Prior to 1994, the wide variability exhibited in the appearance of Montastraea annularis was attributed to the different environmental conditions in which it occurs (3). However, scientists have since discovered that it actually comprises a species complex that can be divided into three distinct species: the type specimen, M. annularis, together with two newly described species, M. faveolata and M. franksi (1) (3) (4).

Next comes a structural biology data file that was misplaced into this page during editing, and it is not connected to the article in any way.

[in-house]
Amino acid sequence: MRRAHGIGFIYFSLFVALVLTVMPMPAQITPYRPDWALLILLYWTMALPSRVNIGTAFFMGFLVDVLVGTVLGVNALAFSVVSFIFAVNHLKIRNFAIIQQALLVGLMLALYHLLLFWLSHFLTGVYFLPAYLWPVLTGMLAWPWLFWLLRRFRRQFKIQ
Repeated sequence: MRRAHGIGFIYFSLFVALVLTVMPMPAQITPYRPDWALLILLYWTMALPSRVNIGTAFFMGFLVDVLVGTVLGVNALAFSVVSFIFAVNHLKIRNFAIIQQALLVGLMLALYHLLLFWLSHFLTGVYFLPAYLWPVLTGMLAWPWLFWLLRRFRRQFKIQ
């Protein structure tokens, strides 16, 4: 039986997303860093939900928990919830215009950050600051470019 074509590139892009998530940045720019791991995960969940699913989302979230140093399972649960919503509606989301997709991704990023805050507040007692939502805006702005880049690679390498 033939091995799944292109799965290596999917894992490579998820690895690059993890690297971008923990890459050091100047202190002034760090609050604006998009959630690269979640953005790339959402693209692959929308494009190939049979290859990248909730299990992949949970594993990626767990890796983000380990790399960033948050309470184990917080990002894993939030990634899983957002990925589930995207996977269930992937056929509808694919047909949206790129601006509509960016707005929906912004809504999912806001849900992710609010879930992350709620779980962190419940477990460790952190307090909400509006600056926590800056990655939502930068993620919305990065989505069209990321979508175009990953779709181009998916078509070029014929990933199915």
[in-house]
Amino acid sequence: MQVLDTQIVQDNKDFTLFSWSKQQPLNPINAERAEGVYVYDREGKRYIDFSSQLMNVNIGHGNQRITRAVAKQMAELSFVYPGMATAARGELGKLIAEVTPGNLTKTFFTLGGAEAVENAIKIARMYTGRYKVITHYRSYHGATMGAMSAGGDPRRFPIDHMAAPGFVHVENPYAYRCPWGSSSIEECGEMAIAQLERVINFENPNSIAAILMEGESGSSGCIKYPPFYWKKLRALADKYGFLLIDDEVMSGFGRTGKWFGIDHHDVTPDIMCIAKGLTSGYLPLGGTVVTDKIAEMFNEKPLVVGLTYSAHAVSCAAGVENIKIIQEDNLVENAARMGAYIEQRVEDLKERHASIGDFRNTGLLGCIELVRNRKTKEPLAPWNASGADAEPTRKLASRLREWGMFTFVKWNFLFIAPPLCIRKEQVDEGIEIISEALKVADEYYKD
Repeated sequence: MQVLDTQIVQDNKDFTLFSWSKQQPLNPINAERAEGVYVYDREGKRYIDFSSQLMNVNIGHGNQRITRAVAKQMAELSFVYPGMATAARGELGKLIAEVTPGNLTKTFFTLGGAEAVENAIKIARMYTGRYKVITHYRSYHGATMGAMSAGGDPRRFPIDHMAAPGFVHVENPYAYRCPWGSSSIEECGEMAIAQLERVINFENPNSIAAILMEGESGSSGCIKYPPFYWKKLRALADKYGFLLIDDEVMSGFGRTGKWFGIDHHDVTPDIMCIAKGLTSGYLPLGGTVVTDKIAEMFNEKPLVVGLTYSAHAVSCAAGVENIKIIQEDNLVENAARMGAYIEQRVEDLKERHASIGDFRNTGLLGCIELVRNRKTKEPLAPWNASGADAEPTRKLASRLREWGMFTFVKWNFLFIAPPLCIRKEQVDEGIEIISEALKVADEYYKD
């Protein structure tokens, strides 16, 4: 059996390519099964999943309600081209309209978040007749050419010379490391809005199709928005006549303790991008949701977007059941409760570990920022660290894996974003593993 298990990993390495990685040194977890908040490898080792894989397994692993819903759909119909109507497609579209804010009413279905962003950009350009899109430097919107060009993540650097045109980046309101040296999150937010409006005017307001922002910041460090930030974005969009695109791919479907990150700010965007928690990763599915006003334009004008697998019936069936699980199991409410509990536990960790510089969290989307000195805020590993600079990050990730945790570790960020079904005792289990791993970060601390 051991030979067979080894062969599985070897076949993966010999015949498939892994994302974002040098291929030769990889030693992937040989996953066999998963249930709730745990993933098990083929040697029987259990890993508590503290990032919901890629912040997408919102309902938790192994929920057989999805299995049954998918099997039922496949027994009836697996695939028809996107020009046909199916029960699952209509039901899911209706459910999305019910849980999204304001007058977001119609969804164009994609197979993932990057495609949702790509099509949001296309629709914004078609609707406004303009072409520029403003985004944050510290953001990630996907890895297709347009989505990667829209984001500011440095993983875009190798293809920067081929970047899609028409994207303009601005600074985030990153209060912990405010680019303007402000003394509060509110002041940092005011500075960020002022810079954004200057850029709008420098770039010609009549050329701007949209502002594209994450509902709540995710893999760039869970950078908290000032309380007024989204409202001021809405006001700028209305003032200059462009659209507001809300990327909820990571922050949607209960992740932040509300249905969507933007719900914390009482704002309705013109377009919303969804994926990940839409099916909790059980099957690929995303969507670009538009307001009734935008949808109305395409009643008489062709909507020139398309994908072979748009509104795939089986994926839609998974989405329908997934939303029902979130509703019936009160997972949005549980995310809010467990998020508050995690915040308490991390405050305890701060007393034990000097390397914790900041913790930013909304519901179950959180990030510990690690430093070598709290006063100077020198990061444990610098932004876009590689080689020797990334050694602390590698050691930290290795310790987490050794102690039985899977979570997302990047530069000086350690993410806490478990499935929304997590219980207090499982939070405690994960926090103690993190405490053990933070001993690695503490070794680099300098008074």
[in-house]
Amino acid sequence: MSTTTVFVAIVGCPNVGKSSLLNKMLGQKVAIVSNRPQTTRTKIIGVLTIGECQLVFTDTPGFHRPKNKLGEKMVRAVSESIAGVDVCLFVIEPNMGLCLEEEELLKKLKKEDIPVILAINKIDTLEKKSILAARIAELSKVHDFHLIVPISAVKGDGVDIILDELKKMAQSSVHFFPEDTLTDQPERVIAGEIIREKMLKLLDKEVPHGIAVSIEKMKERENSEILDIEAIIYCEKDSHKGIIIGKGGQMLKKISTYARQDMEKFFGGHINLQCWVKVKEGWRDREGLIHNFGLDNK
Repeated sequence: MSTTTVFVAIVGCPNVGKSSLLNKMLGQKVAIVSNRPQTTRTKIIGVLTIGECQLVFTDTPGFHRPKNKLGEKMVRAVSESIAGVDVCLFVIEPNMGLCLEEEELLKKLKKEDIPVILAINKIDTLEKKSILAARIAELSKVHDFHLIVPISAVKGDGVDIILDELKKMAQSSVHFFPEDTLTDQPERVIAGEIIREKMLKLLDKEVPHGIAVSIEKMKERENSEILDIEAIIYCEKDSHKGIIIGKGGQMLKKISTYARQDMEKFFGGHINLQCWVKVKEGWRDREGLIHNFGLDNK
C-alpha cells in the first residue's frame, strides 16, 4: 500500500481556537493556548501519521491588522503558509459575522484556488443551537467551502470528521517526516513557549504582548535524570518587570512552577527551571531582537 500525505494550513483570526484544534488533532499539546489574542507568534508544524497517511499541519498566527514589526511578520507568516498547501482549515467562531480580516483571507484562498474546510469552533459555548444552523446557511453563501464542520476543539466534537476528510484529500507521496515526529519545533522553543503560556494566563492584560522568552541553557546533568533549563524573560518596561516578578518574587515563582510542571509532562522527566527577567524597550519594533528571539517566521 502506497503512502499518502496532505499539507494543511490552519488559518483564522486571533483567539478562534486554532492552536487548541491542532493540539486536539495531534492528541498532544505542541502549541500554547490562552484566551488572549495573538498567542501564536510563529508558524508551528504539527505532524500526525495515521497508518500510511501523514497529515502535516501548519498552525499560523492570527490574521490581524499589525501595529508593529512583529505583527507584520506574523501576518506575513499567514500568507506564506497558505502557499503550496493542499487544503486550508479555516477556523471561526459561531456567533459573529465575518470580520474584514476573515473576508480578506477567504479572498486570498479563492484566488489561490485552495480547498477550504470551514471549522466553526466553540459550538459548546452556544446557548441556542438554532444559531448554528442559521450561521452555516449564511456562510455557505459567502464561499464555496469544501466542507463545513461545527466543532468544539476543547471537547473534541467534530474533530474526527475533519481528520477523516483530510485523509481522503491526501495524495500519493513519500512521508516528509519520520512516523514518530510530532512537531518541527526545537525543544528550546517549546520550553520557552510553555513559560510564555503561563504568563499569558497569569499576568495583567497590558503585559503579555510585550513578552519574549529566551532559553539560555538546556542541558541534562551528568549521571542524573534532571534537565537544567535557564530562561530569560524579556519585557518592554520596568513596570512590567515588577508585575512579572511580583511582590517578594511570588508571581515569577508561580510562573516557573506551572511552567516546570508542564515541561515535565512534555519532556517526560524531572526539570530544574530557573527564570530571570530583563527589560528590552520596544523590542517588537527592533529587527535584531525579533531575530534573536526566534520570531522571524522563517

Like other colony-forming corals, colonies of M. annularis are composed of numerous small polyps, which are soft-bodied animals, related to anemones. Each polyp bears numerous tentacles that direct food into a central mouth, where it is digested in a sac-like body cavity. One of the most remarkable and ecologically important features of corals is that the polyps secrete a hard skeleton, called a ‘corallite’, which over successive generations contributes to the formation of a coral reef. The coral skeleton forms the bulk of the colony, with the living polyp tissue comprising only a thin veneer (4). In M. annularis, the colonies are formed by long, thick columns, with only the top parts supporting living tissue. The colour of the living colonies is usually golden brown to tan, but sometimes appears grey or green (3).